How to Integrate Your Own XML Document Types into VS.NET Projects is probably printed out and sitting in or on a file somewhere. And now it’s here. What’s covered in this article should not be necessary in the next version of Visual Studio .NET. Right?

Patrick Tisseghem’s SmartParts and SharePoint

Far be it from me to pooh pooh self-promoters. Internetworking personal computers requires self promotion in this Darwinist groove thang so “Microsoft Silent on the SmartPart” piques my interest—not because I think that Microsoft is silent about XHTML as well—it’s because SharePoint is a difficult product to install and it’s slow by default. So anyone coming up with simpler designs in SharePoint is welcome.

Don Box Speaks

In “Huge Security Hole in Solaris and JVM” Don covers “three kinds of code”: verifiable and managed, non-verifiable and managed and non-verifiable and unmanaged. My flawed guess is that he working so hard on Indigo that a Blog post like this is few and far between.

Code Project Articles on Using MSHTML in .NET

I am trying to stall and wait for Windows Forms 2.0 to come out. But just in case I am forced to produced a smart client under .NET 1.1, these articles will be so damn relevant: “Component-Based Development with Visual C#,” “Using MSHTML Advanced Hosting Interfaces,” “Embed Win32 resources in C# programs,” “Create Desktop Widget Using Embedded IE Browser,” “Giving desktop applications a Web look” and ResHacker.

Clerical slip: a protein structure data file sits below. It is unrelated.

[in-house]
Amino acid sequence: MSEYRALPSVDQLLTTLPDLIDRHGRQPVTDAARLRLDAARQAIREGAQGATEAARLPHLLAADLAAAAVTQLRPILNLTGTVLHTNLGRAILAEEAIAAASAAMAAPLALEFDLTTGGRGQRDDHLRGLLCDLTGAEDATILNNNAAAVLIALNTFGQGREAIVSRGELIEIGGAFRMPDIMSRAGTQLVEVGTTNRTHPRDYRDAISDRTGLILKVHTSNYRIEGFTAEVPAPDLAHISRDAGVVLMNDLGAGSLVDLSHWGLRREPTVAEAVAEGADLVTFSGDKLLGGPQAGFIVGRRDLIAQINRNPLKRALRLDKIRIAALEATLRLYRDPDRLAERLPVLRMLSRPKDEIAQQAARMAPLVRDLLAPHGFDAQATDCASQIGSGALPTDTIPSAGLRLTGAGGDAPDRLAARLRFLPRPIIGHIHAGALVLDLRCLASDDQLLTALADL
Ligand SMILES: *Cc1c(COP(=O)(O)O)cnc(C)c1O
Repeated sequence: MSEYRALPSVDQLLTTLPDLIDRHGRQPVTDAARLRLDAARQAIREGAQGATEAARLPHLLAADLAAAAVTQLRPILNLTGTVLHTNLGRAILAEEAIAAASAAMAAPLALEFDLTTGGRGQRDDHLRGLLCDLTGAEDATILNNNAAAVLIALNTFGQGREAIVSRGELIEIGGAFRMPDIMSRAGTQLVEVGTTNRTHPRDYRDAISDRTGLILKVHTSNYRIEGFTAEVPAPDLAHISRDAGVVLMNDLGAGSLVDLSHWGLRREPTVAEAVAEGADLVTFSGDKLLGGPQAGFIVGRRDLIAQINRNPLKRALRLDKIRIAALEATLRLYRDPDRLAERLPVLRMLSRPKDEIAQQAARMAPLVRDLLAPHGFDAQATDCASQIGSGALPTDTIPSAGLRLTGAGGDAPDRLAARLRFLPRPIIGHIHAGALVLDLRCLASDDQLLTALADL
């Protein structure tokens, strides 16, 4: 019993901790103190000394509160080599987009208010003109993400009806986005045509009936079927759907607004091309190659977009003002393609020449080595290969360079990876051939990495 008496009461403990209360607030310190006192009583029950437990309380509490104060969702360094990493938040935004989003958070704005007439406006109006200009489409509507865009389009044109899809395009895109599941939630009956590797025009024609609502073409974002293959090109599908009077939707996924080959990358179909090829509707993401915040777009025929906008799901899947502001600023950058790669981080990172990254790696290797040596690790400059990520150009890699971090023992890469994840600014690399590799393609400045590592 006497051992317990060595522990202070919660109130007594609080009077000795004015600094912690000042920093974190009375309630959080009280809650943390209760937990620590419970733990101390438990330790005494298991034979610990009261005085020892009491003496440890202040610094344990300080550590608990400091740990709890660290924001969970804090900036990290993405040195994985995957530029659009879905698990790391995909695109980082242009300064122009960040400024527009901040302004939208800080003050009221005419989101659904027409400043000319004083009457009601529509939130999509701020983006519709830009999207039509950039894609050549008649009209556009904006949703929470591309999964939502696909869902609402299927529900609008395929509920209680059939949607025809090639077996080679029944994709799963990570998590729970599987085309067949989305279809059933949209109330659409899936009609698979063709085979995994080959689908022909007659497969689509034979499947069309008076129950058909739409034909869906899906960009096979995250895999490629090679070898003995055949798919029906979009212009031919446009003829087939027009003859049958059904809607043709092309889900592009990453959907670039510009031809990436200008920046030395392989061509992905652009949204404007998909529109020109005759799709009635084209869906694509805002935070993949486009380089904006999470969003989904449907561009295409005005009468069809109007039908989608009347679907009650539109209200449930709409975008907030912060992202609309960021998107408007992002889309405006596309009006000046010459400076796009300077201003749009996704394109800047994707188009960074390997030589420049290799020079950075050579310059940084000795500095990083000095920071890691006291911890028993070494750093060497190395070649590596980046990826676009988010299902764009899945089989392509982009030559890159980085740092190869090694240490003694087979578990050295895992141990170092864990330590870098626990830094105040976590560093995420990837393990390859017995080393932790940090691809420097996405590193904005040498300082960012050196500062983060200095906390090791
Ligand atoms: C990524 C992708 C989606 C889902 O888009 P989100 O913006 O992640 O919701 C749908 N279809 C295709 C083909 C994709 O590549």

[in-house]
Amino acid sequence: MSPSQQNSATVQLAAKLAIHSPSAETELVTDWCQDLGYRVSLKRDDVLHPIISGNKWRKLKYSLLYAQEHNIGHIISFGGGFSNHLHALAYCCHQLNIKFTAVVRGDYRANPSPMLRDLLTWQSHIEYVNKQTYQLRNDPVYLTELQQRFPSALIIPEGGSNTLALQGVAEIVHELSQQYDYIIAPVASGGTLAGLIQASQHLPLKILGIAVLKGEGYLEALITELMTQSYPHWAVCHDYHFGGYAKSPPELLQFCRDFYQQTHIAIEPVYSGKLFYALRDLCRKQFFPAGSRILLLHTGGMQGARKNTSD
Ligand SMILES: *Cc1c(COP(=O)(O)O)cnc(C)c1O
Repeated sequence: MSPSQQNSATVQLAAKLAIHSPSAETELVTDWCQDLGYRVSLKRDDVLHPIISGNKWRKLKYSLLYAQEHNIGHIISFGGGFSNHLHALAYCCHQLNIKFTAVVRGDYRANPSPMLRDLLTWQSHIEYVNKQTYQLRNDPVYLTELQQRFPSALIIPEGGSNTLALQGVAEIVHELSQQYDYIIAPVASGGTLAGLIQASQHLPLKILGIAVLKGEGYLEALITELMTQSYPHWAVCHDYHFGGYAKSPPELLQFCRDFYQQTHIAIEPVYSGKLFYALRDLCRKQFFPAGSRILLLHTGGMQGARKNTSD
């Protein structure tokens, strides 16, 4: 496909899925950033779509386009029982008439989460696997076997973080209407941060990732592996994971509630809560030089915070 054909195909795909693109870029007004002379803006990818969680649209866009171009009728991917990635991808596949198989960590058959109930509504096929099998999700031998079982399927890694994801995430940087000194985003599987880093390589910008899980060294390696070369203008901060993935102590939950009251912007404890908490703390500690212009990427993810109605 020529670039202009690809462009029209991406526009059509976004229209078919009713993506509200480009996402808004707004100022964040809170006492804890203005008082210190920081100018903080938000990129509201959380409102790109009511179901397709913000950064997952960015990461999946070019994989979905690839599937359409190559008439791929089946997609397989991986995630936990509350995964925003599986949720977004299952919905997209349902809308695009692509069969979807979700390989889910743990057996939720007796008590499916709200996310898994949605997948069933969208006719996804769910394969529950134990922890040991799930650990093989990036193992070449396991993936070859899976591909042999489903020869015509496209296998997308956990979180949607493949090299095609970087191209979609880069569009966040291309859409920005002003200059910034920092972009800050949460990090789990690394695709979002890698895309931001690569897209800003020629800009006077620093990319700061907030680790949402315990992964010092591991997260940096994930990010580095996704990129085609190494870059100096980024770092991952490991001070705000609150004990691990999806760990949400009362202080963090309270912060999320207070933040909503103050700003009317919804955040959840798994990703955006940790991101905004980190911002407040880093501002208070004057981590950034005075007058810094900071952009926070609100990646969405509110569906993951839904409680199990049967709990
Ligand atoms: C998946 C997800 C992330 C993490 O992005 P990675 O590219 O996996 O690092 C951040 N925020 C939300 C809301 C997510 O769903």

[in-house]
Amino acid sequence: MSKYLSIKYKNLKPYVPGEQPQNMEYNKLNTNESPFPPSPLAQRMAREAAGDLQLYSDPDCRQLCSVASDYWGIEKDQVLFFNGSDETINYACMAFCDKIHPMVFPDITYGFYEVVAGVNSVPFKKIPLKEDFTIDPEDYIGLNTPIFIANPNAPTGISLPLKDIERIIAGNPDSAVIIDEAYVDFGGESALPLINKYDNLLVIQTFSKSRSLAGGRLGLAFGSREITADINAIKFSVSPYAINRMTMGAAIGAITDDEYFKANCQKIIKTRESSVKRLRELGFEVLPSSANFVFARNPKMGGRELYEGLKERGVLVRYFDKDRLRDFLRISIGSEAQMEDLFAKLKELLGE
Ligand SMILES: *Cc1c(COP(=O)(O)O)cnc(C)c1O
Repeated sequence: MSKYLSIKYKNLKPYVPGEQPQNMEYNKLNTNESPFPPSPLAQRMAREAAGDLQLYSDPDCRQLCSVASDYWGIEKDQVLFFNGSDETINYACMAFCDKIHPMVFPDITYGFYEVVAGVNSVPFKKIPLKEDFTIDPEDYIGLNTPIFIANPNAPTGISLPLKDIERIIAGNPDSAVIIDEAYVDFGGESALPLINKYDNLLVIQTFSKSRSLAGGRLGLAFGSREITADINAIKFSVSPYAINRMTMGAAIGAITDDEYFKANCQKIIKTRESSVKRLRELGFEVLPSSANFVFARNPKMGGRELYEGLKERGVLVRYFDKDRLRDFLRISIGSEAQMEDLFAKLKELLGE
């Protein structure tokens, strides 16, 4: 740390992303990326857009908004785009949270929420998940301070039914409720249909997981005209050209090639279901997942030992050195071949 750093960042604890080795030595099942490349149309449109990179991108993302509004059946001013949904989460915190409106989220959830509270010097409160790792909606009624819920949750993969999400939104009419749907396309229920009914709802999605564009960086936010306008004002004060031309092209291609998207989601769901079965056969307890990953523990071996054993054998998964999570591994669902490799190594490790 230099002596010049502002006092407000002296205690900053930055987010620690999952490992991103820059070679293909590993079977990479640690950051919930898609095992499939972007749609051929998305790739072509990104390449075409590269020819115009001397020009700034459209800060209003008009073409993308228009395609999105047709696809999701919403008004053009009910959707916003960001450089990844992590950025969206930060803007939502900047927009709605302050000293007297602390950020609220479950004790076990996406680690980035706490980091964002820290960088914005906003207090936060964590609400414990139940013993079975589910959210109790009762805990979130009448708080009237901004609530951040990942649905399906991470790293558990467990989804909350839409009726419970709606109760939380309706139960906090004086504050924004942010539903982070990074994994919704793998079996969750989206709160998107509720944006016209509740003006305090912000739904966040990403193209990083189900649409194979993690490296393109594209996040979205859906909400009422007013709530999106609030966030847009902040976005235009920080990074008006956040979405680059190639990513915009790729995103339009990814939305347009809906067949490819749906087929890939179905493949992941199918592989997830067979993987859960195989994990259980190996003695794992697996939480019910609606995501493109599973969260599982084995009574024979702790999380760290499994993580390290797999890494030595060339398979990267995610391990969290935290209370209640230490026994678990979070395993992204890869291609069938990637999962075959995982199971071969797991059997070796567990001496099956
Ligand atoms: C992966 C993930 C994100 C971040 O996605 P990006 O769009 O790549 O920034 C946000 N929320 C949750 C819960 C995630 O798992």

When one of my first stage plays was produced in college, I found out the hard way that directors are free ignore playwright stage directions. So this idea here is to envision characters outside of the script. So my Mother in Mothers of the Father is an Ectomorphic, youthful-looking charming woman. She is the type of sister who had to carry an ID to prove she was of legal age well into her thirties. From the shots below, most jealous, overweight women will not believe that she had a child.

I mentioned earlier that I do not want to idealize her skin tone. I have to compensate somewhat for all the idealism in the previous paragraph with a little bit of imperfection! In the tight shot below, you can see that her skin tone is uneven:

The Mother in Ashy Closeup

The wide shot makes matters worse for the average, ‘thick’ North American woman. Surely, we would think this mother is bulimic:

The Mother in Wide Shot

All of this anti-large-woman talk can make me sound cruel. But you were not the sensitive child I was, living with my mother and watching her struggling with her weight problem—which was—and still is—an emotional problem. This problem is connected to the addictive personality forged by a commercial, imperial society and not of the innocence of a girl that is different because she has “big bones.”

In terms of wardrobe, the earlier shots of The Mother suggest that she is very “ethnic” looking. The shots above suggest a story of a woman just arriving from the corporate world where she dominates. These shots show a bit of that ‘worldly’ knowledge. As time progresses in the play, she will dress more and more in an “ethnic” style. One of the ‘logical’ reasons for this progression is that the play of dialog will take place at a Caribbean resort… coming soon: resort hotel sets and tropical flora and fauna shots.